Have you ever noticed the SoS button in the new generation cars? Have you thought about the benefits of the “internet-enabled” cars apart from the integrated maps and the fancy features explained by executives? Here is a feature or technology that comes helpful for a passenger — eCall or Emergency Call.

For any vehicle, if it is in running condition, we should think about the possibility of an emergency. If there is an emergency, be it an accident or an intruder or a medical condition, or any possibility you can think about, where the passengers are unable to get the vehicle to a safe place, it will be of great relief if a supporting team can reach the place with the required help. eCall is developed to handle such situations.

The cellular connectivity to place the eCall and GPS connectivity to access the vehicle location are the main requirements for a vehicle to implement eCall. This is a mandatory feature for vehicles in many countries and there are specifications defined for eCall.

eCall is designed in such a way that it can be triggered automatically when there is an accident, by sensing the deployment of airbags or by pressing the SoS button manually if the emergency is of any other sort. Other than the trigger initiation, both eCall work in the same way.

eCall overview (Source: European Commission)

The participants of an eCall are a vehicle, a circuit-switched cellular network, and a Public Safety Answering Point (PSAP).

In the event of an emergency, the eCall system manually or automatically triggers an emergency voice call between the passenger and the Public Safety Answering Point(PSAP) accessible through widely spread emergency numbers and often accessible through fixed and mobile telephone — 112 in Europe, 911 in the United States. Apart from this the system also transfers a data message from the Vehicle to PSAP which is denoted as eCall Minimum Set of Data(MSD). The MSD includes location information, time stamp, number of passengers (with reference to number of engaged seat belts), driving direction, vehicle Identification Number (VIN), and other relevant information.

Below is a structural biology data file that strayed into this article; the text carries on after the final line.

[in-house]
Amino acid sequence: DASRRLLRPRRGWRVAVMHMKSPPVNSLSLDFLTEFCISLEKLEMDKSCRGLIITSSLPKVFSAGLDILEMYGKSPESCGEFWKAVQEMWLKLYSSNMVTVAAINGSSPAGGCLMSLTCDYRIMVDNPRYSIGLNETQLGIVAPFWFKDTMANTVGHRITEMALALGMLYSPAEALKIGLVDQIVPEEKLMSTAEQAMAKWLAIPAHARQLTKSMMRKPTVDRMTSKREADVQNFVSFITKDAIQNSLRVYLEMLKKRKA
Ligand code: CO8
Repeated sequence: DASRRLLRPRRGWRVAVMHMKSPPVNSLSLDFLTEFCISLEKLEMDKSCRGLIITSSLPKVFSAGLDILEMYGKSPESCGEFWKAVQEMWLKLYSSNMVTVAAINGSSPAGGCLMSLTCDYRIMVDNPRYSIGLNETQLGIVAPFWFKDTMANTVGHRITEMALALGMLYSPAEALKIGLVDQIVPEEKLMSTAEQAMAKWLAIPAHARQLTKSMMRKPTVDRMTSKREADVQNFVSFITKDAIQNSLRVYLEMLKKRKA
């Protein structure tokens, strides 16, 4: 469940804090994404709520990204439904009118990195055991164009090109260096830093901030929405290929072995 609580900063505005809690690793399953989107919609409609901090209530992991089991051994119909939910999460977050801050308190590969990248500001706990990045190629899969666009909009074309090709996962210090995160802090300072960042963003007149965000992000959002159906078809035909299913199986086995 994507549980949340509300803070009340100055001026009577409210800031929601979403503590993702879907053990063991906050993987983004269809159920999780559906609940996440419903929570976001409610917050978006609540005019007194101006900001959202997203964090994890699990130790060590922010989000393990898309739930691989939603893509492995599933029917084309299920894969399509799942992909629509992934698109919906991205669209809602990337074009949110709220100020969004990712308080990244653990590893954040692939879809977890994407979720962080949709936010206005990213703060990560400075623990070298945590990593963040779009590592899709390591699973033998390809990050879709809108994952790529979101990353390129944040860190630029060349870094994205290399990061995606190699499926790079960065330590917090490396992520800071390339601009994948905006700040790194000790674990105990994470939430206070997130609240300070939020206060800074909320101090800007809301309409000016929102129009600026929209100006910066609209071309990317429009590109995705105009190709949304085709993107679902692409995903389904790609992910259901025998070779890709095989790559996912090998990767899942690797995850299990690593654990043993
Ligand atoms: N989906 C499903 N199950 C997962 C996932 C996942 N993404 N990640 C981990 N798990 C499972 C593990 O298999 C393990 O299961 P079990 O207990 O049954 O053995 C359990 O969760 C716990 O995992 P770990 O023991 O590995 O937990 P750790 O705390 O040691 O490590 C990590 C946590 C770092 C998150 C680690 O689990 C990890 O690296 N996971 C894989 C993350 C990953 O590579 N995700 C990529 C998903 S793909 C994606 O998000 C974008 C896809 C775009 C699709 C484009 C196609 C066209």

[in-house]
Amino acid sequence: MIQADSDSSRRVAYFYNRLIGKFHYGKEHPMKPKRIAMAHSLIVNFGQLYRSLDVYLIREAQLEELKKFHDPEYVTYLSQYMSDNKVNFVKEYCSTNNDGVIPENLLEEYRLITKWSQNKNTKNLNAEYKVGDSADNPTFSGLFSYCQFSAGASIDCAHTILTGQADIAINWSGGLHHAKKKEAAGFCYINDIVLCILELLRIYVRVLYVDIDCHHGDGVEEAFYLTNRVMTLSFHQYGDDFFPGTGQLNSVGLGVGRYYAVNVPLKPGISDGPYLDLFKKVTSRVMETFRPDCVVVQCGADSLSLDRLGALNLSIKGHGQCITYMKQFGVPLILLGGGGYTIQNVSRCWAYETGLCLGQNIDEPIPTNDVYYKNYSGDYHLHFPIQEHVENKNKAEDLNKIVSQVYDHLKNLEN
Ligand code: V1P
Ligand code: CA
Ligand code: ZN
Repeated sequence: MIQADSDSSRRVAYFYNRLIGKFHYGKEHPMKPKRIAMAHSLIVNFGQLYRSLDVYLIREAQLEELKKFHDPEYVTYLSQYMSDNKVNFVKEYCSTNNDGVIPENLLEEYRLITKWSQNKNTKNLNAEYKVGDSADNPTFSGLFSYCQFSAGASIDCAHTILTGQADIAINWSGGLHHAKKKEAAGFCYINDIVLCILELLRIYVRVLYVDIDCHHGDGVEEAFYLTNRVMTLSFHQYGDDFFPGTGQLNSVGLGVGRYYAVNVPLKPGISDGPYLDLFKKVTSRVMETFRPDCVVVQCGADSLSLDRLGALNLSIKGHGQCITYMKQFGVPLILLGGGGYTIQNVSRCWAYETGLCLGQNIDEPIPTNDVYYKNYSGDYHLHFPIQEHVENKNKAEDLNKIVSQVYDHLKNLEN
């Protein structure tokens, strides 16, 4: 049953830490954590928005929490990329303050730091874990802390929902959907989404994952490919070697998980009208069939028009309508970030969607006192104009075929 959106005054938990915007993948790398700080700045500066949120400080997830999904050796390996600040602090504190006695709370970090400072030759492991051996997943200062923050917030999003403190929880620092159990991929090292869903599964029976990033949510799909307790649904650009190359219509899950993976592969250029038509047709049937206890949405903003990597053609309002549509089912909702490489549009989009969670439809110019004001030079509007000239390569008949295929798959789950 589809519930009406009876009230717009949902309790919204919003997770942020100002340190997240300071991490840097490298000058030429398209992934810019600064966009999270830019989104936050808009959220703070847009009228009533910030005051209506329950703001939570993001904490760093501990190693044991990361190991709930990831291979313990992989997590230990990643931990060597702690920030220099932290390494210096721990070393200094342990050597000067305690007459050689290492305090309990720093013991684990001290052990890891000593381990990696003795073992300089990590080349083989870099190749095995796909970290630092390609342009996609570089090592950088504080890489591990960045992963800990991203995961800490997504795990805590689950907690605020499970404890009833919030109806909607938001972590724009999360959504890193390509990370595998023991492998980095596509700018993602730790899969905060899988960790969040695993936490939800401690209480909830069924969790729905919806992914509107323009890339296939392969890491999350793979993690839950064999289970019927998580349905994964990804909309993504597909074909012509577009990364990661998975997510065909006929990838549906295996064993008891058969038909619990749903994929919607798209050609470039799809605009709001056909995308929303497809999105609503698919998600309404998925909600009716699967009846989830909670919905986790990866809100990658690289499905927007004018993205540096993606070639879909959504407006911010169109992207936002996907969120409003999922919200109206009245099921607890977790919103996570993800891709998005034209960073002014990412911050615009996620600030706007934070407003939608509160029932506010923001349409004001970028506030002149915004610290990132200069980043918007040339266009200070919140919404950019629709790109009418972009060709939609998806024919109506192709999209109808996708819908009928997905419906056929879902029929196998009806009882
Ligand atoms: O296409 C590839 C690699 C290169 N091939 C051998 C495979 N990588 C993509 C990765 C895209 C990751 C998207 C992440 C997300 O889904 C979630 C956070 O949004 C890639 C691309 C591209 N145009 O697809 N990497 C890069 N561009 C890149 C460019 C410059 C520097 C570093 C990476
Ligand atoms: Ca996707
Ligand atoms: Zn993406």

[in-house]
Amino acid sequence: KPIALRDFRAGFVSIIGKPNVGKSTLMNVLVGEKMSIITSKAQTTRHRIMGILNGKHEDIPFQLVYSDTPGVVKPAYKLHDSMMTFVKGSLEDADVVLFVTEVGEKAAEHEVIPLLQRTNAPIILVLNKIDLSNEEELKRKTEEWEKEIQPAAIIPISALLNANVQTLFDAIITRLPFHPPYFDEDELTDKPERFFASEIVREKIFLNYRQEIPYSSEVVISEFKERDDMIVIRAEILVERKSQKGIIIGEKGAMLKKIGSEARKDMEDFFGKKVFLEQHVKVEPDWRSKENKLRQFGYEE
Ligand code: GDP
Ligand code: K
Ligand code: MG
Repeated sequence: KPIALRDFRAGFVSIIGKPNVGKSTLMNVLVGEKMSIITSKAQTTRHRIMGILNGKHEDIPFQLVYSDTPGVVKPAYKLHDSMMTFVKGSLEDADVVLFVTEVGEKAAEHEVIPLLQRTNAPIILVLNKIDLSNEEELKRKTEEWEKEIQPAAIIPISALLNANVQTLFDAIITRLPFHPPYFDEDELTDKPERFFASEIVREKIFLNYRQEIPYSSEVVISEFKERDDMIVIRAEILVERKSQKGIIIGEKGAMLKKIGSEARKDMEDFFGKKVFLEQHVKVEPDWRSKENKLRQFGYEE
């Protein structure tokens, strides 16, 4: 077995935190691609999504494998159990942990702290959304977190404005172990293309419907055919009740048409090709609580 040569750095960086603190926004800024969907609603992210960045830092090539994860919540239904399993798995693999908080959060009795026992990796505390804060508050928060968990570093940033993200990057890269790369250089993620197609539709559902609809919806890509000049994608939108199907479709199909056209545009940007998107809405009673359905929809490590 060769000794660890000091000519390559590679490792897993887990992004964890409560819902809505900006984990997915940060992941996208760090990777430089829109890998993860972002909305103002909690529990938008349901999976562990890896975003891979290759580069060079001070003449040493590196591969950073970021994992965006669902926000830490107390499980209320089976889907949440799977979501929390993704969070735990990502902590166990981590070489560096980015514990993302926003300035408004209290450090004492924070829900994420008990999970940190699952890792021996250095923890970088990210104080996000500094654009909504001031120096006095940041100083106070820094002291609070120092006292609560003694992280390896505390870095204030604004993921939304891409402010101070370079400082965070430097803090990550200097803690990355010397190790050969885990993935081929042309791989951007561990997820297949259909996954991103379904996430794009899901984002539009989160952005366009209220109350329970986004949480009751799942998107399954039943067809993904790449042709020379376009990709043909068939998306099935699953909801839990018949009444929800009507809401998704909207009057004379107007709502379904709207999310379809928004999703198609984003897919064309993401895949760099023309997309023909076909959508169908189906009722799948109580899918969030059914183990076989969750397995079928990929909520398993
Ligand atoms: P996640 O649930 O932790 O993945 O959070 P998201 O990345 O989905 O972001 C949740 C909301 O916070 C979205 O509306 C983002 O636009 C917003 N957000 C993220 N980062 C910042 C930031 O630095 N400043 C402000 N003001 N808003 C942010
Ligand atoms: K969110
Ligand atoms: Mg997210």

The operator at the PSAP will be able to set up a voice call with the vehicle and talk to the passengers and verify the exact problems so that the appropriate measures can be taken to inform the ambulance or police.

Technical aspects of eCall implementation:

The major specifications that are to be considered when developing an eCall solution are:

  1. EN 16072 (Pan-European eCall operating requirements)
  2. EN 16062 (eCall high-level application requirements (HLAP) using GSM/UMTS circuit-switched networks)
  3. EN 15722 (ECall minimum set of data)
  4. EN 16454 (End-to-End Conformance Testing requirements)

You can derive the requirements and validate them against these specifications so that it will be easier when the conformance testing is done.

The challenge in developing an eCall application is that there are very strict timing requirements for communicating with PSAP and all these requirements shall be met to get the solution certified. Both hardware and software-integrated solution is the best way to achieve this.

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